Roughly a week before enlistment, a list of the next term’s course offerings is released. Students are able to plan their timetables ahead by picking their preferred time slots—and often times preferred professors—for the courses that they plan to take during the following term.
A survey conducted by The LaSallian reveals that 93 out of 104 students consider the professor listed in the course offerings when choosing which classes to enlist in. Majority have experienced enlisting in a particular class under a certain professor only to find out come the first day of the new term, a different professor was assigned to that class.
The good and bad about “shuffling”
Dubbed “shuffling of professors” by students, this occurrence is not at all new during enlistment period. Of those surveyed, 103 students claim to have experienced meeting a different professor from the one listed in the course offerings—an incident leaving most disappointed or frustrated.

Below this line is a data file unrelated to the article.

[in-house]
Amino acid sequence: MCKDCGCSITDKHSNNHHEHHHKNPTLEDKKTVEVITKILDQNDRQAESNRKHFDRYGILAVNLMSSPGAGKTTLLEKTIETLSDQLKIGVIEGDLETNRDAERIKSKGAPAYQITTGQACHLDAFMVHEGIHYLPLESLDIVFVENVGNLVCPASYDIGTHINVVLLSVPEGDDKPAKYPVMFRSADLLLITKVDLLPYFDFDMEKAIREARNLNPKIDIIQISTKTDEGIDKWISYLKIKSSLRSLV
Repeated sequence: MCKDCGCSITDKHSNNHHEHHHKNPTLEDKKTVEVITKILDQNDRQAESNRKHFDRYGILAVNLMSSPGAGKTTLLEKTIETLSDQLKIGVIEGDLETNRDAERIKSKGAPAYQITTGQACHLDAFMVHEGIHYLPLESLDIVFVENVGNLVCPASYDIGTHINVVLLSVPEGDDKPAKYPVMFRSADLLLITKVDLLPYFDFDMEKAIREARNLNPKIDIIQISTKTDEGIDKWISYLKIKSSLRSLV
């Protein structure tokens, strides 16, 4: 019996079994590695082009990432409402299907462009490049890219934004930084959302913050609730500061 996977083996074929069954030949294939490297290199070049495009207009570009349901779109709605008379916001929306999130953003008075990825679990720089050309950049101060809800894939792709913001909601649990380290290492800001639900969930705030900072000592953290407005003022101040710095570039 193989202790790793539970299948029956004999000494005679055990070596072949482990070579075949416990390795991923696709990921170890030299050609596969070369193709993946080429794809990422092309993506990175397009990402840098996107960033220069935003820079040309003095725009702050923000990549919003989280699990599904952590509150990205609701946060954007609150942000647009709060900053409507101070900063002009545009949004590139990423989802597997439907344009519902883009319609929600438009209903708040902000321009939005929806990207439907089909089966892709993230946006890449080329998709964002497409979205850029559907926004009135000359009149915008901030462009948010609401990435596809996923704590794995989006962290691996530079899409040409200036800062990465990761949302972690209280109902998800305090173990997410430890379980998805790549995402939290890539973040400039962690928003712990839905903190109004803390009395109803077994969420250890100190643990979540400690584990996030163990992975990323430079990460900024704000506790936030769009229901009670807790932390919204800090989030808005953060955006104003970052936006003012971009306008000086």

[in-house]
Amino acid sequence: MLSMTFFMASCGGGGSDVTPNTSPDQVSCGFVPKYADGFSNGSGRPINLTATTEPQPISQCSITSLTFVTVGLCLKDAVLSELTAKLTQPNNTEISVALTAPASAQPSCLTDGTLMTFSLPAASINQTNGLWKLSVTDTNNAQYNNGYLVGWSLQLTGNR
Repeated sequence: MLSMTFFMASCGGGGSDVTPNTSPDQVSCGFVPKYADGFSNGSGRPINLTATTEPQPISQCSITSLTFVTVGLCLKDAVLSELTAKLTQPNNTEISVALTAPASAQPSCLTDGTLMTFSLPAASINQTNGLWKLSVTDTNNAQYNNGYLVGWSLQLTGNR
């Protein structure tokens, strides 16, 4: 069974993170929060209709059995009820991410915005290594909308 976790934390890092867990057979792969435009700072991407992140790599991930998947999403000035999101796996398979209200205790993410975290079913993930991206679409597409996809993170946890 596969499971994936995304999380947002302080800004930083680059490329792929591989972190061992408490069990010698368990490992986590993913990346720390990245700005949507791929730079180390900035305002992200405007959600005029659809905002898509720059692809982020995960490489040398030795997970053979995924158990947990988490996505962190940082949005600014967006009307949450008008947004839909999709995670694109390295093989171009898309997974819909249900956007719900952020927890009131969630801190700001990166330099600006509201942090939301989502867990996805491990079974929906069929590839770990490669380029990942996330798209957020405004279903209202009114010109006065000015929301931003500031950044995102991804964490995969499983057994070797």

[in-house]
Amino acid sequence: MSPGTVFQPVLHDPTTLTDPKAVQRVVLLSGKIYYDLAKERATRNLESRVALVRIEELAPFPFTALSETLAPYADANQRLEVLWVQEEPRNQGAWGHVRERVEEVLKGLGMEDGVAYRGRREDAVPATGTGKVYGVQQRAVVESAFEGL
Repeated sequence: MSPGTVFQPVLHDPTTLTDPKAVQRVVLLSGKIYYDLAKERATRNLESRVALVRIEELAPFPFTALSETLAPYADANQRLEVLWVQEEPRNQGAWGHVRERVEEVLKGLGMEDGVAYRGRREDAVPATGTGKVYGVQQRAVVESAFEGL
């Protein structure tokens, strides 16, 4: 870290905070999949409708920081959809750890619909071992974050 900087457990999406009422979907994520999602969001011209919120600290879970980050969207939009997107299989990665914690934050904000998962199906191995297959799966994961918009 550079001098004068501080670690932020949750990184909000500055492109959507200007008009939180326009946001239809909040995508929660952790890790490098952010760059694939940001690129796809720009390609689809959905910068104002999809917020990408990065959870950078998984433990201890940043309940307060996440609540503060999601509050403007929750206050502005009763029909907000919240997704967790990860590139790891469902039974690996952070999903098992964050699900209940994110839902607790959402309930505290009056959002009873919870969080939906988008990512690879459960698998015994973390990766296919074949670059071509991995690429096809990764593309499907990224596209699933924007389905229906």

“I feel disappointed because I adjust my schedule based on the timeslots of the professors I want,” Dennyse Orlido (II, ADV) shares. “I choose to consider the professors [offered] when devising my [schedule] because I want to maximize the learning [opportunity]. I also want to ensure that I can handle the workload of the professor,” she continues.
Because there are certain professors, mostly the “terror” ones, that some Lasallians tend to avoid, these students are left to dislike shuffling of professors. More than anything, however, students become frustrated at this phenomenon because it defeats the very purpose of enlisting – to reserve slots in preferred classes.
“Most of us are aiming to be in the Dean’s List, so that we could enroll ahead of others to have our ‘dream schedule’—a [perfect] combination of time, subject, and more importantly, the professor,” Colwin Tanhehco (III, AB-CAM) remarks. For Tanhehco, and many others, the shuffling of professors is unfair on the part of the students, especially those who have worked hard to land an advanced enrollment spot.